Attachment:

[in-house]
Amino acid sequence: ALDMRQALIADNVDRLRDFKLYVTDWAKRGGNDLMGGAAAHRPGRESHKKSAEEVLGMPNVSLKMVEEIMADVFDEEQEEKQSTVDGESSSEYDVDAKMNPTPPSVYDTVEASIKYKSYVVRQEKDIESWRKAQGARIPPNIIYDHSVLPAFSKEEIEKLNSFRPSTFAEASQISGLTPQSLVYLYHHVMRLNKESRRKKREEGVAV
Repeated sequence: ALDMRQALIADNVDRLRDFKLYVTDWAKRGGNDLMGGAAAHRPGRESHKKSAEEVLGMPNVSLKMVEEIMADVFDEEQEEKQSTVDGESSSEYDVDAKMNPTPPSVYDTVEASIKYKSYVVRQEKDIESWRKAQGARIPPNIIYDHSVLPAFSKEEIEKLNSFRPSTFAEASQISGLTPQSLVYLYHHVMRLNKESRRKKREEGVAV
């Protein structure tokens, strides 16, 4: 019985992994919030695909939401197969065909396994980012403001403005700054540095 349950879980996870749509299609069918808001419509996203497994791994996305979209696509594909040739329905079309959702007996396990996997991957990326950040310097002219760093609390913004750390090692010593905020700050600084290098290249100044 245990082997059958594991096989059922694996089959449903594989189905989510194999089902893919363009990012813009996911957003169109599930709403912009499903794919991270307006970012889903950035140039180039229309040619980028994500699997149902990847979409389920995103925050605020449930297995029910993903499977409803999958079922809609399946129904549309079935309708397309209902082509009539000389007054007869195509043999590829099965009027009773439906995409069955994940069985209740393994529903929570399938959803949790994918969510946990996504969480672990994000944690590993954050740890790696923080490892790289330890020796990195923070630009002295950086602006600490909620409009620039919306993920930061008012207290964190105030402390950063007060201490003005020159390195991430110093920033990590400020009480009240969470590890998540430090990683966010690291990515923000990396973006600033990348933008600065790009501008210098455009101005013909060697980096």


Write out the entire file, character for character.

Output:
[in-house]
Amino acid sequence: ALDMRQALIADNVDRLRDFKLYVTDWAKRGGNDLMGGAAAHRPGRESHKKSAEEVLGMPNVSLKMVEEIMADVFDEEQEEKQSTVDGESSSEYDVDAKMNPTPPSVYDTVEASIKYKSYVVRQEKDIESWRKAQGARIPPNIIYDHSVLPAFSKEEIEKLNSFRPSTFAEASQISGLTPQSLVYLYHHVMRLNKESRRKKREEGVAV
Repeated sequence: ALDMRQALIADNVDRLRDFKLYVTDWAKRGGNDLMGGAAAHRPGRESHKKSAEEVLGMPNVSLKMVEEIMADVFDEEQEEKQSTVDGESSSEYDVDAKMNPTPPSVYDTVEASIKYKSYVVRQEKDIESWRKAQGARIPPNIIYDHSVLPAFSKEEIEKLNSFRPSTFAEASQISGLTPQSLVYLYHHVMRLNKESRRKKREEGVAV
């Protein structure tokens, strides 16, 4: 019985992994919030695909939401197969065909396994980012403001403005700054540095 349950879980996870749509299609069918808001419509996203497994791994996305979209696509594909040739329905079309959702007996396990996997991957990326950040310097002219760093609390913004750390090692010593905020700050600084290098290249100044 245990082997059958594991096989059922694996089959449903594989189905989510194999089902893919363009990012813009996911957003169109599930709403912009499903794919991270307006970012889903950035140039180039229309040619980028994500699997149902990847979409389920995103925050605020449930297995029910993903499977409803999958079922809609399946129904549309079935309708397309209902082509009539000389007054007869195509043999590829099965009027009773439906995409069955994940069985209740393994529903929570399938959803949790994918969510946990996504969480672990994000944690590993954050740890790696923080490892790289330890020796990195923070630009002295950086602006600490909620409009620039919306993920930061008012207290964190105030402390950063007060201490003005020159390195991430110093920033990590400020009480009240969470590890998540430090990683966010690291990515923000990396973006600033990348933008600065790009501008210098455009101005013909060697980096």